Construction of a long-awaited cycle path along the River Liffey in Dublin could proceed as early as this summer - if Dublin City councillors agree to closing down both quays to traffic to facilitate construction, Dublin city council confirmed this evening.
Brendan O'Brien, Head of Technical Services for Dublin City Council, said the plan by the National Transport Agency to construct a 5km cycle path on both sides of the river can proceed. But cars would need to be banned from both the north and south quays for a time in order to carry out construction on the €20m project.
"We can do it this summer if council agrees to ban cars from the quays" he told councillors at their monthly council meeting these evening.
While he conceded that there is "a huge amount of consultation needed" to facilitate the project, " we are fully committed to this project."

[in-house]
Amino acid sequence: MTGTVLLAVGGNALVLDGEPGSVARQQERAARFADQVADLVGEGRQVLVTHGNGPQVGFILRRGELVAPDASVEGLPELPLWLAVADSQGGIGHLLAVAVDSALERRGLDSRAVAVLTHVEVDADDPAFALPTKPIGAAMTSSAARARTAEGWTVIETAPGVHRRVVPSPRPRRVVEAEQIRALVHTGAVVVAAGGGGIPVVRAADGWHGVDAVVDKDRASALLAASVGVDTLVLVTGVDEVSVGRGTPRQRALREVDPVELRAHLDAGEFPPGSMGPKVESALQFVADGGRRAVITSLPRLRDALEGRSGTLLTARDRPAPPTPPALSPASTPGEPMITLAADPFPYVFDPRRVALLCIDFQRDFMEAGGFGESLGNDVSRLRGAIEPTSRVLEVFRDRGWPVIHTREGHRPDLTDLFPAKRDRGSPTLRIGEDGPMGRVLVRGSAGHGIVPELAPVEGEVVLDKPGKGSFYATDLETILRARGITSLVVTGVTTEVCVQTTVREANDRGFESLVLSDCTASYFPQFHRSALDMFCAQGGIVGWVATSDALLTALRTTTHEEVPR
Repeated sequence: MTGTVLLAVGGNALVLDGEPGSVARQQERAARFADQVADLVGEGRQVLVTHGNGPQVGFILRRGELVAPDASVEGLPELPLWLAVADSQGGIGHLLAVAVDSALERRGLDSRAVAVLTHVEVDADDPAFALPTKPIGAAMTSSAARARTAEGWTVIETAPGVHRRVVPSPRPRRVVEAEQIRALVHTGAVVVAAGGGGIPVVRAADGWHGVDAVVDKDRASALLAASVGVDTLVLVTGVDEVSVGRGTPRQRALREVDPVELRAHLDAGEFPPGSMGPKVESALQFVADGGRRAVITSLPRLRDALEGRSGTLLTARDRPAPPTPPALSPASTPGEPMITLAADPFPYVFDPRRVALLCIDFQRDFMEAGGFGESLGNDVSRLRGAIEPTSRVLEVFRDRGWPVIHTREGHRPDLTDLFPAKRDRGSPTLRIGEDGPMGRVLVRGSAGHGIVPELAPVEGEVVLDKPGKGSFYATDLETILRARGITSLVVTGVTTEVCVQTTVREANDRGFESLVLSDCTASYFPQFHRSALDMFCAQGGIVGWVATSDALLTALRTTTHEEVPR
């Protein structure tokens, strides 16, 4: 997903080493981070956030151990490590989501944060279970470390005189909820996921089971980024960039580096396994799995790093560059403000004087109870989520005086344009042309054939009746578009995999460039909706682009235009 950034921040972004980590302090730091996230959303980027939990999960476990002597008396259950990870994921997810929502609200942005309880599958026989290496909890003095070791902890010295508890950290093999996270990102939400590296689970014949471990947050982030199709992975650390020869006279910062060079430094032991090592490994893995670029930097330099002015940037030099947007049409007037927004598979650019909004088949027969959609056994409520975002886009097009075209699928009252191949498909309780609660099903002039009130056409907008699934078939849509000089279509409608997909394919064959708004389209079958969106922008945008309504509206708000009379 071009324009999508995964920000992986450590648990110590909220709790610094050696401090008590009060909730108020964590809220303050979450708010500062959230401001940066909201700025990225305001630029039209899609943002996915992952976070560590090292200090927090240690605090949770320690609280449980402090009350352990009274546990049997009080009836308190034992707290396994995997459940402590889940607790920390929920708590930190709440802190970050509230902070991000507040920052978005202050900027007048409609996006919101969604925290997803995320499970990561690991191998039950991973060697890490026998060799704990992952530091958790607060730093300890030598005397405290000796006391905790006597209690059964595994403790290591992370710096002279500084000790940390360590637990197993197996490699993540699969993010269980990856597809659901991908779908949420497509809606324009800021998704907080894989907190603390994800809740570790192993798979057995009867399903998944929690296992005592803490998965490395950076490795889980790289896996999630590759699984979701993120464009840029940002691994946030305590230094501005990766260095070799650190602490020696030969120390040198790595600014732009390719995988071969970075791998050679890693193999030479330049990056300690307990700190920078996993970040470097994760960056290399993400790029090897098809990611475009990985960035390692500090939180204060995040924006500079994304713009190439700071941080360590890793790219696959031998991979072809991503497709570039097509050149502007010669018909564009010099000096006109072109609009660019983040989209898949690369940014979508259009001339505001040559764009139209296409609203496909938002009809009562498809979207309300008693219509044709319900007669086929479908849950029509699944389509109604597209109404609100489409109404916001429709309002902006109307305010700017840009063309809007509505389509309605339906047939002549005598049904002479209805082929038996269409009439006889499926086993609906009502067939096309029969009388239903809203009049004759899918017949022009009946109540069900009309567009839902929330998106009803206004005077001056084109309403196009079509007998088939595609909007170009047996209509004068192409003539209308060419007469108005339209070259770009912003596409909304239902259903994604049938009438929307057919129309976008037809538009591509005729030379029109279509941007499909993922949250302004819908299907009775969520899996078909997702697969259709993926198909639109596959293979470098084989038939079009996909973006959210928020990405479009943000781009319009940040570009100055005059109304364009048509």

He made the comments after Gary Gannon - the Social Democrats councillor for Cabra- Glasnevin - asked DCC chief executive Owen Keegan whether council would " at least trial a cycle route along the Liffey."
The scheme was first proposed in 2012 but has been delayed for numerous logistical reasons.
But Mr Gannon said that the issue can no longer be put on the back burner.
Cycling in the inner city is "unsafe for a variety of reasons," he said this evening.
The level of nitrous oxide emissions from traffic alone "regularly breach EU limits" while traffic congestion makes it dangerous for cyclists, he said.
"I am asking for urgency," he said.
"I've asked DCC to simply trial it."
Fellow Fine Gael councillor James Geoghegan (Pembroke) agreed.
"This is something the people want. Please can we just get on with it?"
Dublin Lord Mayor Paul McAuliffe agreed the time for action is now, especially in light of the climate crisis.
He said the proposed cycle route - from the Phoenix Park to the Tom Clarke bridge - is from an environmental perspective, "the lowest hanging fruit."
"It's something we should be 100pc behind," he said.
The issue will be discussed again at the next council meeting in March.